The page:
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Author Topic: ice storms?  (Read 1284 times)
kathyp
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« on: July 17, 2006, 07:05:10 PM »

i see you guys have brought up the storm question here.  how about ice storms?  we get really bad ones about every 3 years.  we are due this year.  i know the ice wouldn't hurt the outside of the hive, but if it were to seal the hive for a period of time, say overnight, would the bees be ok.  how long does it take for a hive to suffocate?

any ideas about how you would keep some kind of air hole open?  we can get 2 or 3 inches of ice in a very short amount of time.  then snow usually falls on top of that...then more ice.....
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Apis629
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« Reply #1 on: July 17, 2006, 09:38:13 PM »

It's not safe to COMPLETELY seal a hive for any length greater than a minute or two.  They NEED air!  Given I don't get ice storms here...and I'm not entirely sure what one is, I'll leave that part to the northerners.
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Brian D. Bray
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« Reply #2 on: July 17, 2006, 11:17:34 PM »

An ice storm can plug the entrance which can cut off the air supply if you are not using either a SBB or a ventilated top.  The Ice storm will not plug up a SBB because the open area is below and protected from direct moisture by the hive.  And no the open floor that a SBB represents will not cause the bees to freeze the heat will stay in the hive with the excess venting out the bottom, therby keeping the bottom open.
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kathyp
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« Reply #3 on: July 19, 2006, 10:28:23 AM »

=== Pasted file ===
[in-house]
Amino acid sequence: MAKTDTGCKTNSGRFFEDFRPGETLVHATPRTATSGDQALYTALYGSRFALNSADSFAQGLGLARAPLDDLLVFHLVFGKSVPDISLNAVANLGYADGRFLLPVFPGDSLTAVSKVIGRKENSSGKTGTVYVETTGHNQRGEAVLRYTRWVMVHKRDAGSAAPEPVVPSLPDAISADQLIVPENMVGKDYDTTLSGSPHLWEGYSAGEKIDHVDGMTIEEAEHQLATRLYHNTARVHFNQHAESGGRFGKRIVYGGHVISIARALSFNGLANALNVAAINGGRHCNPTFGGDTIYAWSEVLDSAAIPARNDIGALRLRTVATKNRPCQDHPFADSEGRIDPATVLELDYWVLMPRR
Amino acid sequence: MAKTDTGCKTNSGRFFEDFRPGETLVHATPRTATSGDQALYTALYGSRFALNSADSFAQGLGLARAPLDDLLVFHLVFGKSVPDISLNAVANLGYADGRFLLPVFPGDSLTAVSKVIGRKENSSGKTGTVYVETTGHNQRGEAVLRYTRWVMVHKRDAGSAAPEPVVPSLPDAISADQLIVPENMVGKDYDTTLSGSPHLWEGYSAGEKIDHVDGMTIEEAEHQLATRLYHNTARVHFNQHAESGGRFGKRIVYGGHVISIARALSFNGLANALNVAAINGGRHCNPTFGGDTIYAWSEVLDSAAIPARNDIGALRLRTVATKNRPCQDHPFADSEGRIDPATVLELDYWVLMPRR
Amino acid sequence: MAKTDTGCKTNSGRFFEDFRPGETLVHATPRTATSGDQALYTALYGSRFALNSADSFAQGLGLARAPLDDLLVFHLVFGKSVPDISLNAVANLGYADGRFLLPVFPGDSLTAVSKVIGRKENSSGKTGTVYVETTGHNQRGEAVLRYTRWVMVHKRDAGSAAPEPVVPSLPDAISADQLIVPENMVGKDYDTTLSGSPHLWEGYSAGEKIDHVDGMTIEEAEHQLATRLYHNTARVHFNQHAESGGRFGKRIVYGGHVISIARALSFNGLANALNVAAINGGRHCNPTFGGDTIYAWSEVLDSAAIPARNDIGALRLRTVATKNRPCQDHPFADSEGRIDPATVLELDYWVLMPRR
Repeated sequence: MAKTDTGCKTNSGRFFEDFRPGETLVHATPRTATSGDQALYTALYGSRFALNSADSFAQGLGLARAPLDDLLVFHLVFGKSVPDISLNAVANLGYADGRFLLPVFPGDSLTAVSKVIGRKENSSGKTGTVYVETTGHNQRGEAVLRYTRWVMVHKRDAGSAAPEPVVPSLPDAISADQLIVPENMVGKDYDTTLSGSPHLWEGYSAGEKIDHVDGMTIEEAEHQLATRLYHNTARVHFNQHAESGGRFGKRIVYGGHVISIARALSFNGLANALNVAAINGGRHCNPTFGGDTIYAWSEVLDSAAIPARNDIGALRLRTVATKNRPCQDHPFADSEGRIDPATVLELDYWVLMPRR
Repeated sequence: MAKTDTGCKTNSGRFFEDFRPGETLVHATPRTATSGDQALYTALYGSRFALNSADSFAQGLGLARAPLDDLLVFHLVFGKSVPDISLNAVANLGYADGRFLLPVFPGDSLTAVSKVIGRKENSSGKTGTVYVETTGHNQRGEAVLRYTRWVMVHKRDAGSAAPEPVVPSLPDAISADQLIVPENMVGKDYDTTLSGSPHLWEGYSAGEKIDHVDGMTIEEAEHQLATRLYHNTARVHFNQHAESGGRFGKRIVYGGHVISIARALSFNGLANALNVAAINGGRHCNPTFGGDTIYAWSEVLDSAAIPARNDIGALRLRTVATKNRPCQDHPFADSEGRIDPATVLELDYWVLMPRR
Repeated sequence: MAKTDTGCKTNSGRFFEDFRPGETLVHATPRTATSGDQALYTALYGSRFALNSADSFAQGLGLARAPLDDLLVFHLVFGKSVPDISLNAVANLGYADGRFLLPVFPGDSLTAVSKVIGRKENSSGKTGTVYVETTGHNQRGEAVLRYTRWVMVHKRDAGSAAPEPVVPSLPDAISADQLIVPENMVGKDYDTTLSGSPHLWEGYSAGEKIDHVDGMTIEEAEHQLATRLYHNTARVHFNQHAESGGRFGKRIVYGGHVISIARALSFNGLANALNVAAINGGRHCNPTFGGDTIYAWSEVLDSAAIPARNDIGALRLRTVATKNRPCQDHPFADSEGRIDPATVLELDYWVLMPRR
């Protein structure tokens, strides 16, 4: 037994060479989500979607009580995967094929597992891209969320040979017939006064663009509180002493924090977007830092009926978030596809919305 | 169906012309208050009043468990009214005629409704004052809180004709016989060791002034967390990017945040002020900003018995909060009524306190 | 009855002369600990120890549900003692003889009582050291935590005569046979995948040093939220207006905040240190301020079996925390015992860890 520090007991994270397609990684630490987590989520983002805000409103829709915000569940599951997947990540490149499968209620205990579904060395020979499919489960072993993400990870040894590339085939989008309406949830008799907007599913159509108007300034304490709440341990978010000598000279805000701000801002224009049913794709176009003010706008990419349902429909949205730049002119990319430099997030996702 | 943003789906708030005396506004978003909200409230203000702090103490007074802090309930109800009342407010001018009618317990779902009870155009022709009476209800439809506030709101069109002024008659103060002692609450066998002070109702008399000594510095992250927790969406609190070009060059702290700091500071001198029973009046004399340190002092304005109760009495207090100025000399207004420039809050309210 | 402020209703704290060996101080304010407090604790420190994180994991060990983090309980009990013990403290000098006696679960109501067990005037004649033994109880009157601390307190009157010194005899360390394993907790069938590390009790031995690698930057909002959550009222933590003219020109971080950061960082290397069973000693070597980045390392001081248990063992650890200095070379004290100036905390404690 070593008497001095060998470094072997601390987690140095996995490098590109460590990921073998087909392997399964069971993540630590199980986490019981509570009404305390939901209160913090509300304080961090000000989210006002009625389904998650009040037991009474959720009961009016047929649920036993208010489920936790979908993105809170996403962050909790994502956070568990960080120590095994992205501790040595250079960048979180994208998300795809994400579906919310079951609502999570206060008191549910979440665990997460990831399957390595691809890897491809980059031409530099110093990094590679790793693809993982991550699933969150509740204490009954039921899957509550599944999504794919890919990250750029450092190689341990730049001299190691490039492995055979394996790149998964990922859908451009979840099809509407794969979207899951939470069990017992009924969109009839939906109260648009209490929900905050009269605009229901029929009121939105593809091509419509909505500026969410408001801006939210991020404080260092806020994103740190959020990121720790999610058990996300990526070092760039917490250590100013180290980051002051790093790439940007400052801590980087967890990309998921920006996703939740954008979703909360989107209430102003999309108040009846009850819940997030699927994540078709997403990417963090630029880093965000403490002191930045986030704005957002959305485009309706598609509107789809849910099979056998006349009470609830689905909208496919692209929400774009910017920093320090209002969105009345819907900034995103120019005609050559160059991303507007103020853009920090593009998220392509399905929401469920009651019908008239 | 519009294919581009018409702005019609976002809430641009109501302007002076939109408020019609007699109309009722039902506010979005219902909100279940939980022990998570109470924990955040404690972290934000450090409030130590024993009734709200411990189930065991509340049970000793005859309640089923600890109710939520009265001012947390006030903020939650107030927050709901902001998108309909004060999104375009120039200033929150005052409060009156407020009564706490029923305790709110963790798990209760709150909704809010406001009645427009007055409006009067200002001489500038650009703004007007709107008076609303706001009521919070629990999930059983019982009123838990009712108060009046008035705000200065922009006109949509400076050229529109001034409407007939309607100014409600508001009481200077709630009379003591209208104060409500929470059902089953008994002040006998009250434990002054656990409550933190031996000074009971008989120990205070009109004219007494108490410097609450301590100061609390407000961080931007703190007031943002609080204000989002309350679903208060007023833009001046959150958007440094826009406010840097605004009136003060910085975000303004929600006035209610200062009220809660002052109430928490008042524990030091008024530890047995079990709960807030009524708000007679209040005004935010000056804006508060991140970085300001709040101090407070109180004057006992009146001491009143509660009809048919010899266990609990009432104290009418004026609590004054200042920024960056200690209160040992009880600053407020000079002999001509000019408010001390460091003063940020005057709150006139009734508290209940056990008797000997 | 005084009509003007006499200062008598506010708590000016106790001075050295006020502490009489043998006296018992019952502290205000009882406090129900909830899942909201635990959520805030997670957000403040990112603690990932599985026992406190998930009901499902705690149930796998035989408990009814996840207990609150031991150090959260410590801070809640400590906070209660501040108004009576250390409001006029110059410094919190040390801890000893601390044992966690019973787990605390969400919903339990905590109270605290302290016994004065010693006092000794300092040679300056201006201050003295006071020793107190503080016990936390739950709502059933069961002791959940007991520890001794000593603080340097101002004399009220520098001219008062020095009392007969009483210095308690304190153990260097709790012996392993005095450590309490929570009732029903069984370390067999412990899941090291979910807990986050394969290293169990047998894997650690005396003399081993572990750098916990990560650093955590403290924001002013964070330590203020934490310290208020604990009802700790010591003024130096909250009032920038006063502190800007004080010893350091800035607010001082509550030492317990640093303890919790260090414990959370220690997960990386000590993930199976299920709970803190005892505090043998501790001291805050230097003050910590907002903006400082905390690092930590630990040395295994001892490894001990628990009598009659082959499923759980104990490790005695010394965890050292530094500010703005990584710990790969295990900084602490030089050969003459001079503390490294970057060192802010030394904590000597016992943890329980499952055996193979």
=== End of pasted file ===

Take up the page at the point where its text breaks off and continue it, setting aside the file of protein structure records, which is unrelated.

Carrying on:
thanks.  forgot about the open bottom.  why did the SBB come with that slide in board if i'm never going to use it? Smiley

i am off to the bee store.  also going to by slatted rack if they have one.  we are headed for 100+ degrees this week.  i hope this will help with ventilation on the top and discourage robbing?  i have had some trouble with robbing but nothing big.  don't want to make it worse.
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.....The greatest changes occur in their country without their cooperation. They are not even aware of precisely what has taken place. They suspect it; they have heard of the event by chance. More than that, they are unconcerned with the fortunes of their village, the safety of their streets, the fate of their church and its vestry. They think that such things have nothing to do with them, that they belong to a powerful stranger called “the government.” They enjoy these goods as tenants, without a sense of ownership, and never give a thought to how they might be improved.....

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Michael Bush
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« Reply #4 on: July 19, 2006, 10:22:19 PM »

> i know the ice wouldn't hurt the outside of the hive, but if it were to seal the hive for a period of time, say overnight, would the bees be ok. how long does it take for a hive to suffocate?

I've seen bottom entrances blocked by snow and ice.  I've never had top entrances blocked.  You need a top entnrace, even if it's a small one.  I prefer it as the only entrance so I don't have to worry about the mice etc.

http://www.bushfarms.com/beeslazy.htm#topentrance
http://www.bushfarms.com/beestopentrance.htm
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